The Complaints by Ian Rankin: Book Review

Apr 9, 2011 | 2011 Articles, Books & Tales, Christopher Lewis, Mysteryrat's Maze

by Christopher Lewis

Ian Rankin became an international sensation with his endearing series about Inspector Rebus of the Lothian and Borders Police in Edinburgh, Scotland. When he retired Inspector Rebus in his bestselling book, Exit Music, he left readers wondering if he would be able to continue to have a successful writing career without his star character. Sir Arthur Conan Doyle, after all, had found that he could not live without Sherlock Holmes. However, with his latest book, The Complaints, Ian Rankin has proven that he can indeed live without Inspector Rebus.

In fact, this new series shows promise of matching, if not exceeding, the quality of Rankin’s previous endeavors. It introduces a truly unique approach toward the tried and tested police procedural while maintaining the author’s distinct style as he continues to set his stories in real-life Edinburgh and to carry the authentic flavor of modern Scottish culture.

Malcolm Fox is a detective in the most unpopular department of the police force. It’s called “the Complaints,” and the sole purpose of the department is to investigate other cops. While closing up a case against Glen Heaton, a crooked cop, he is also busy dealing with a father who is in a nursing home and a sister who is trapped in an abusive relationship that she refuses to leave. When her sister’s partner suddenly gets killed, he himself becomes a suspect in an investigation, and to complicate things further the cop he has just been called upon to investigate next, a man called Jamie Breck, turns out to be the very same policeman who is investigating Fox as a possible murder suspect. How long will it take before the two cops realize that they are investigating each other? And when they do, will they discover that they have both been set up in an attempt to divert their attention from another crime much more sinister?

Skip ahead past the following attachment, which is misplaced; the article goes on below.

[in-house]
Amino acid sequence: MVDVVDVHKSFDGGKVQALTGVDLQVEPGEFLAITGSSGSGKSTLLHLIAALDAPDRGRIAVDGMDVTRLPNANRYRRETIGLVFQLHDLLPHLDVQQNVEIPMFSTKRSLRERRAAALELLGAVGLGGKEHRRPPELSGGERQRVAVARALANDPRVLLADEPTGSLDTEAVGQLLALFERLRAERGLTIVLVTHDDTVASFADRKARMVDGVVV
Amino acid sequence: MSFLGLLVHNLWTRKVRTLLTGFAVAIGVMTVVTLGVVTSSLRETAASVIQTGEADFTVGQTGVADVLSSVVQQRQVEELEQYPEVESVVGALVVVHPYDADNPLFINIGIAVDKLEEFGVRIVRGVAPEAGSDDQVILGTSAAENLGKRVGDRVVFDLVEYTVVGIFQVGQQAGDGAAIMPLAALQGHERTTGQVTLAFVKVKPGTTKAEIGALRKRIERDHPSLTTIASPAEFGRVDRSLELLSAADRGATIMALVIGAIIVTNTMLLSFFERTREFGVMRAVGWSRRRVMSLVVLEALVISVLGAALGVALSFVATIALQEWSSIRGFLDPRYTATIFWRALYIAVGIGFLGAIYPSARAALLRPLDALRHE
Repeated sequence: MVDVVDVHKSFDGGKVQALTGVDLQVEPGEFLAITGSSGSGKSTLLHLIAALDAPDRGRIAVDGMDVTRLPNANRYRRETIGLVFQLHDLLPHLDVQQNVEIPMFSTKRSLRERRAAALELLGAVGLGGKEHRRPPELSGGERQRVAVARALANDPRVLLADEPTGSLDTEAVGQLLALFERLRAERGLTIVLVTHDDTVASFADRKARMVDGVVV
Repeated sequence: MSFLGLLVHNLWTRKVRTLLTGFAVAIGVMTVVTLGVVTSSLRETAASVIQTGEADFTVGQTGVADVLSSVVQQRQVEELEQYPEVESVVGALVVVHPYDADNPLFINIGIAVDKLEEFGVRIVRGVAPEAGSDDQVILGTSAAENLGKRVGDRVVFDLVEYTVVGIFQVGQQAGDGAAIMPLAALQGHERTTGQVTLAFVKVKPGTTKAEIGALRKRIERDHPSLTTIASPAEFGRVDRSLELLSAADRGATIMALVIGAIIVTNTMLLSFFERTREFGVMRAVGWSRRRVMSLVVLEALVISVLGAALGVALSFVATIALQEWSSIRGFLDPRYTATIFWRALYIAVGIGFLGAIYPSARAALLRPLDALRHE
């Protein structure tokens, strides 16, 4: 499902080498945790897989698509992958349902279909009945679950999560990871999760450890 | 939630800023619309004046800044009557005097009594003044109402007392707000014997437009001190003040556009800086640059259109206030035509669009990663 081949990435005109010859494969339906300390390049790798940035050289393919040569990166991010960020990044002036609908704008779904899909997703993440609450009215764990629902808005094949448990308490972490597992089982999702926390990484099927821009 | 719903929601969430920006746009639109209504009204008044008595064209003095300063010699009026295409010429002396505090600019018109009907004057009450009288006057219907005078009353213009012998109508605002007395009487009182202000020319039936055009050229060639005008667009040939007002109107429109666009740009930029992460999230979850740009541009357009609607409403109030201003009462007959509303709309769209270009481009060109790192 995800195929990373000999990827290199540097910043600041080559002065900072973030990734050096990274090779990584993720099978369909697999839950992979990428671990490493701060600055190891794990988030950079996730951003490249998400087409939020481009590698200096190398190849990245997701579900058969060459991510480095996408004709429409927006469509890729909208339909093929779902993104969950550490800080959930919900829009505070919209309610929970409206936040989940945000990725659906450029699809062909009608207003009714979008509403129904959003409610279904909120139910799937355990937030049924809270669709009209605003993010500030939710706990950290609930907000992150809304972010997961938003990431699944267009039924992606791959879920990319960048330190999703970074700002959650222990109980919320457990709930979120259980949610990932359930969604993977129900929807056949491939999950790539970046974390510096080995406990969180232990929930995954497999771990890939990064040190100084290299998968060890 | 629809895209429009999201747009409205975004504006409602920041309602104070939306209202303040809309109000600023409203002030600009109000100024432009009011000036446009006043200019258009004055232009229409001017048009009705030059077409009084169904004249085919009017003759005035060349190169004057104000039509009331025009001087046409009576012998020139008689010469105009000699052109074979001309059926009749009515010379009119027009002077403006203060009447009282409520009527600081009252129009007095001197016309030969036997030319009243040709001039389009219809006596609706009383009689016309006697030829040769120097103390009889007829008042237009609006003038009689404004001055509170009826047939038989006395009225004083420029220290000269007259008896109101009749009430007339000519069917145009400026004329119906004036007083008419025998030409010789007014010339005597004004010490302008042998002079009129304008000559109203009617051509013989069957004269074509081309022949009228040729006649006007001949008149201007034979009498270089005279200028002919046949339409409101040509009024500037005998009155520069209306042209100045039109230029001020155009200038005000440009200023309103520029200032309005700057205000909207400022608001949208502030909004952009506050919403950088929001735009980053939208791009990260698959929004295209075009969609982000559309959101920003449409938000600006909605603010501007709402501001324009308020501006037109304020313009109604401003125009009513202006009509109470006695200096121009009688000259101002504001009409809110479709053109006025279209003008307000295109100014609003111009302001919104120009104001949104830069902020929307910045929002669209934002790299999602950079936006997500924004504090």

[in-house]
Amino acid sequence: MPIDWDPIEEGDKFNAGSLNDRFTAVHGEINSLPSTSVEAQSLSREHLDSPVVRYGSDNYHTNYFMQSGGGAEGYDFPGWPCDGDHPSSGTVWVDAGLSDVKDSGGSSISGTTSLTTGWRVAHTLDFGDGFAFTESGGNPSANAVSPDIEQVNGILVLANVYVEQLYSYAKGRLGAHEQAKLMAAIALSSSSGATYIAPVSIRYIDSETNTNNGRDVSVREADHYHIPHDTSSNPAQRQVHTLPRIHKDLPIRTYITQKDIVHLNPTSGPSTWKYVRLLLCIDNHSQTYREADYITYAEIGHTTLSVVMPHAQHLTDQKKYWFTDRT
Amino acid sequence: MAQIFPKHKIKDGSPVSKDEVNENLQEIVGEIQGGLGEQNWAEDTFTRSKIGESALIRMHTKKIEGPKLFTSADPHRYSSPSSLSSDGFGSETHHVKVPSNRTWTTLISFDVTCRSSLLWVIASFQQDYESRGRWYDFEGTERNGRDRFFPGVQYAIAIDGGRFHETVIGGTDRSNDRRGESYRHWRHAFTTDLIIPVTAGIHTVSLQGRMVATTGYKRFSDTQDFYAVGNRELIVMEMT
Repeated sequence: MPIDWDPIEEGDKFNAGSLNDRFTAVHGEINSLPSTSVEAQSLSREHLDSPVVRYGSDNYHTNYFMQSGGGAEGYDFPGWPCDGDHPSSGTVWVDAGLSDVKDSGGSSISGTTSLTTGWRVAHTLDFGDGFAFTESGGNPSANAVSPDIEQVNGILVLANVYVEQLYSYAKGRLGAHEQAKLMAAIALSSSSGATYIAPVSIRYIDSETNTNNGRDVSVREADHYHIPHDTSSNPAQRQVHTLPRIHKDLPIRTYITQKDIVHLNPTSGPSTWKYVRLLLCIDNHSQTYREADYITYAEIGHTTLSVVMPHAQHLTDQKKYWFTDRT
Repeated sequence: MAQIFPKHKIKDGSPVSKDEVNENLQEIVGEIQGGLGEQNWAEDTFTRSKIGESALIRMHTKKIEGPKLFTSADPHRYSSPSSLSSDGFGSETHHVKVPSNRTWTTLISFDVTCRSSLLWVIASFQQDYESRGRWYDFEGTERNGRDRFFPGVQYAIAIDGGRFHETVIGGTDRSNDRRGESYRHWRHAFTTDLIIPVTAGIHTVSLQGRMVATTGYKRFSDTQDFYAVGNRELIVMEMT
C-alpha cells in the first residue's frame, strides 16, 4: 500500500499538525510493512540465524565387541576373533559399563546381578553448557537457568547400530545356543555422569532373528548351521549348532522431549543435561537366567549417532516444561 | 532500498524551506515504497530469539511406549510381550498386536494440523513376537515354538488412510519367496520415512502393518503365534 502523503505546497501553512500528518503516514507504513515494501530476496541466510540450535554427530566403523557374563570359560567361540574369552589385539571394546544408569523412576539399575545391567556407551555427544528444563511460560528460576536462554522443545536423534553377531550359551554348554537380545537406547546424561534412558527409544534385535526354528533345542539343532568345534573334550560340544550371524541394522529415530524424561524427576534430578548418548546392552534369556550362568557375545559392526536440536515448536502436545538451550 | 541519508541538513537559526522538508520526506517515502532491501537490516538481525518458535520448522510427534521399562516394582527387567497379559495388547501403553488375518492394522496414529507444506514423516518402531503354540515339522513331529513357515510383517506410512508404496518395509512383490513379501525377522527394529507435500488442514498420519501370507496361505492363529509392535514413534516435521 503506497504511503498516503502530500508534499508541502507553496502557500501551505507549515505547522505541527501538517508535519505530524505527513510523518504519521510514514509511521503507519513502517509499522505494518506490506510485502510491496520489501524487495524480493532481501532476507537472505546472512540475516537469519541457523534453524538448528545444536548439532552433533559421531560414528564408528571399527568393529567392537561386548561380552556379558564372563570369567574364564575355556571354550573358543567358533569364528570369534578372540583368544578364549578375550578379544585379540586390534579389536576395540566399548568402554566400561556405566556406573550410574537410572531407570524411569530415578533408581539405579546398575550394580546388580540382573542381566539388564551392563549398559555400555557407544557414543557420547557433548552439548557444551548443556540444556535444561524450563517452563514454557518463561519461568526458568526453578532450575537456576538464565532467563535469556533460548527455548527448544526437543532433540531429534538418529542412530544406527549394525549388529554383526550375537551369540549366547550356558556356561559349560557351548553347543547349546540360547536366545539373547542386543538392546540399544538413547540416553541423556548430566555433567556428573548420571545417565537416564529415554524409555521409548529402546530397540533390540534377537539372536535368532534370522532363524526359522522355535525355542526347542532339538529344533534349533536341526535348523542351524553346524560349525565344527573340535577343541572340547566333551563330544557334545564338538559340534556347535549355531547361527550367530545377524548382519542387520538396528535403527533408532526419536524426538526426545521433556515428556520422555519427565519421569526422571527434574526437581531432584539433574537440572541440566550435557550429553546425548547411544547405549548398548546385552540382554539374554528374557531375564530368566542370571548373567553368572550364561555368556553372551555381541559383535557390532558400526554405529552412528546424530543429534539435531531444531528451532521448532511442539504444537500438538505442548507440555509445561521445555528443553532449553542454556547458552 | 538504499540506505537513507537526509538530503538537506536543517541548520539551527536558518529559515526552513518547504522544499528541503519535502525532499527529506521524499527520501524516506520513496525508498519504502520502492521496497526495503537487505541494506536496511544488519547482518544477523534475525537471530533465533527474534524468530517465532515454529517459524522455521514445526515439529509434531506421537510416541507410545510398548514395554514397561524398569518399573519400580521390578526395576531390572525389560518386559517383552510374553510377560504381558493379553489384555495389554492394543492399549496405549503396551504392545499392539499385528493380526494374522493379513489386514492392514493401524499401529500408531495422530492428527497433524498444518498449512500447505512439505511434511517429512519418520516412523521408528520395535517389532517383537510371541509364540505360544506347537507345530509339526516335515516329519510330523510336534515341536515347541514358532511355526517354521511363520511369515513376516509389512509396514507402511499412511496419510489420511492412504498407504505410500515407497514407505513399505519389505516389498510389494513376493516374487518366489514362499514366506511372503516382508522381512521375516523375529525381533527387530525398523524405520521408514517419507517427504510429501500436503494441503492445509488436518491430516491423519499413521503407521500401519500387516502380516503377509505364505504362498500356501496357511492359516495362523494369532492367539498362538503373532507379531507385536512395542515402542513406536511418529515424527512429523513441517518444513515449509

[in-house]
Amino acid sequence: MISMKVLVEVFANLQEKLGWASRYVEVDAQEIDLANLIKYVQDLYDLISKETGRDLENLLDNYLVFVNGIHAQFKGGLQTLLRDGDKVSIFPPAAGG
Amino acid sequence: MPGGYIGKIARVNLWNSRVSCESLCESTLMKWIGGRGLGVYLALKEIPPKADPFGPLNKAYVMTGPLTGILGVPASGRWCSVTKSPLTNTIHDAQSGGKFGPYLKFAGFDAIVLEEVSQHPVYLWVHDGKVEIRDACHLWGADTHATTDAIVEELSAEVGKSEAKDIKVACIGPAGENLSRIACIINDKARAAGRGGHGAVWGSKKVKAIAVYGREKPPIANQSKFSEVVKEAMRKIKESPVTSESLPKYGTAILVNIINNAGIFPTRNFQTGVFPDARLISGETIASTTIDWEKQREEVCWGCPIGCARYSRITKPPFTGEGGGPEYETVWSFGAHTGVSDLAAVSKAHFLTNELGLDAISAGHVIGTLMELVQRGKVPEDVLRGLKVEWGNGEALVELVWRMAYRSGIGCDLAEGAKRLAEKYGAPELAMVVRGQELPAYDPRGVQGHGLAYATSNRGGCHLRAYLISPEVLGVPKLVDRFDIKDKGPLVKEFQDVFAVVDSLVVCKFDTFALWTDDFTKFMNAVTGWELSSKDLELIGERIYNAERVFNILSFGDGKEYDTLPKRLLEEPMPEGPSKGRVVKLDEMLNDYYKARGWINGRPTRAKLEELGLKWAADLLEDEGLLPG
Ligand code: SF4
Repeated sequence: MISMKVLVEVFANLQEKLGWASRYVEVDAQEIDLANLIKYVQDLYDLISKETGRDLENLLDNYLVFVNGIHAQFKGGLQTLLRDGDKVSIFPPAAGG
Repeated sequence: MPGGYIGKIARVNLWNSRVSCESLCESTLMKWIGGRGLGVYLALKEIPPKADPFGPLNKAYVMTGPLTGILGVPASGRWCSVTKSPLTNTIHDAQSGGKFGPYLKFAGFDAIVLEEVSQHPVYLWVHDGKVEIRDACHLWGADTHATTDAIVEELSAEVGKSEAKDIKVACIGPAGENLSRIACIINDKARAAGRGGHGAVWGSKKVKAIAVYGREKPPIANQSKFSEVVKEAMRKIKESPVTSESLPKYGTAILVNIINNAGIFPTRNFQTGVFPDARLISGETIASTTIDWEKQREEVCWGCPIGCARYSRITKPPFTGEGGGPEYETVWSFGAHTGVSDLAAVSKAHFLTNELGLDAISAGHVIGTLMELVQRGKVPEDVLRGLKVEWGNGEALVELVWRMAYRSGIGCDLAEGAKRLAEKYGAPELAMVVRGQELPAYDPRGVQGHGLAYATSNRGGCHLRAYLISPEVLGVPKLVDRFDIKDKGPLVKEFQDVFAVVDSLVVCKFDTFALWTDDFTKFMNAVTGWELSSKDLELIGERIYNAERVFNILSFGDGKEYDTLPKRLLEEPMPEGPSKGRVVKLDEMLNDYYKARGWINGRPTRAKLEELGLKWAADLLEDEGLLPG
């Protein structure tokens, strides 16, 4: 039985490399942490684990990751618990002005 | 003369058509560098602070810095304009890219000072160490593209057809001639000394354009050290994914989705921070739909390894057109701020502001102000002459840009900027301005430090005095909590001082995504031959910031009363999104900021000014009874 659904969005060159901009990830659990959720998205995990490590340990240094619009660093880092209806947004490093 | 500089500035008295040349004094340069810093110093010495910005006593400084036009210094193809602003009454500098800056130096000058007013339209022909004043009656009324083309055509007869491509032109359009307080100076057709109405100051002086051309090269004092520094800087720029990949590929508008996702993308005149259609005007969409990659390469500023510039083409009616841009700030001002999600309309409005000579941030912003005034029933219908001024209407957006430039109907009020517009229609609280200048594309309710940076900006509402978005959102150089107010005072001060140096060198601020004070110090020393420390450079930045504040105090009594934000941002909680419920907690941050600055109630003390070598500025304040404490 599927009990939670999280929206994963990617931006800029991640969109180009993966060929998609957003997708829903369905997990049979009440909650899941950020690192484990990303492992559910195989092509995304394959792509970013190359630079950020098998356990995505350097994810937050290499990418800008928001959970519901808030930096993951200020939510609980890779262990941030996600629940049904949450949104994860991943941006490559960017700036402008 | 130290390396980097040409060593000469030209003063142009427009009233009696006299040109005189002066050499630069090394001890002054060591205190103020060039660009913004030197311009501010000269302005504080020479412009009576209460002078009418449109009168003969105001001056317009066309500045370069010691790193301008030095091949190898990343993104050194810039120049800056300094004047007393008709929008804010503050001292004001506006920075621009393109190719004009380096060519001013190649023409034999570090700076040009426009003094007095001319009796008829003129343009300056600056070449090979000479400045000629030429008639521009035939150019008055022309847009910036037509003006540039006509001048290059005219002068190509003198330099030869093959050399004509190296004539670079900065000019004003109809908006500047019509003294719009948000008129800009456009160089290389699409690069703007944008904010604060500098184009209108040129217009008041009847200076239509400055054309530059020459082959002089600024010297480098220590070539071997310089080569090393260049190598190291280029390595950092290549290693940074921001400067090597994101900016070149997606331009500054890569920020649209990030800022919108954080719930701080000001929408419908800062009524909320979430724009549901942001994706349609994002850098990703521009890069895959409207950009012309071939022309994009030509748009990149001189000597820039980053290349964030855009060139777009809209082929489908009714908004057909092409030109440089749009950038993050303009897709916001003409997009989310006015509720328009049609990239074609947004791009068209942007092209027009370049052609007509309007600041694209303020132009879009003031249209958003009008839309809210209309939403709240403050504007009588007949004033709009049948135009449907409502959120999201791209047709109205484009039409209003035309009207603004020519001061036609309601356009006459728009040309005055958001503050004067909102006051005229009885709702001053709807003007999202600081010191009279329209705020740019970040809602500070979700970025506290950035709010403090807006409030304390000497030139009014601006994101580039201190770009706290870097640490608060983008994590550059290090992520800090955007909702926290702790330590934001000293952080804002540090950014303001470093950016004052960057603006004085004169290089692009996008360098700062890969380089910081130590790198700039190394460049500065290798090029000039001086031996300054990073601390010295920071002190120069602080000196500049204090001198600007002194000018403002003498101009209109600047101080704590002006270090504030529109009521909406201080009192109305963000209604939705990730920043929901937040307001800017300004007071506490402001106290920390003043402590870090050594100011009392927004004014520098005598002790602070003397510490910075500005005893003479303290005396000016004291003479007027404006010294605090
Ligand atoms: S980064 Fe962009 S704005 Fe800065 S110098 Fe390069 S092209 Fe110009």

This novel maintains a delicate balance of intrigue, dry humor, philosophy and intelligent mystery from beginning to end. It keeps the reader guessing to the very last chapter. As the story unfolds, a conspiracy is uncovered that leaves the reader wondering who can be trusted until the very last moment when it all comes together. Completely lacking the genre’s usual clichés, Rankin once again produces a unique masterpiece that is all his own. It is certain to leave the reader longing for more from Rankin’s new hero, Malcolm Fox.


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Christopher Lewis is an ongoing contributor to our Helping Hands section, and currently serving as interim pastor at Mountain Valley Community Church in Squaw Valley.

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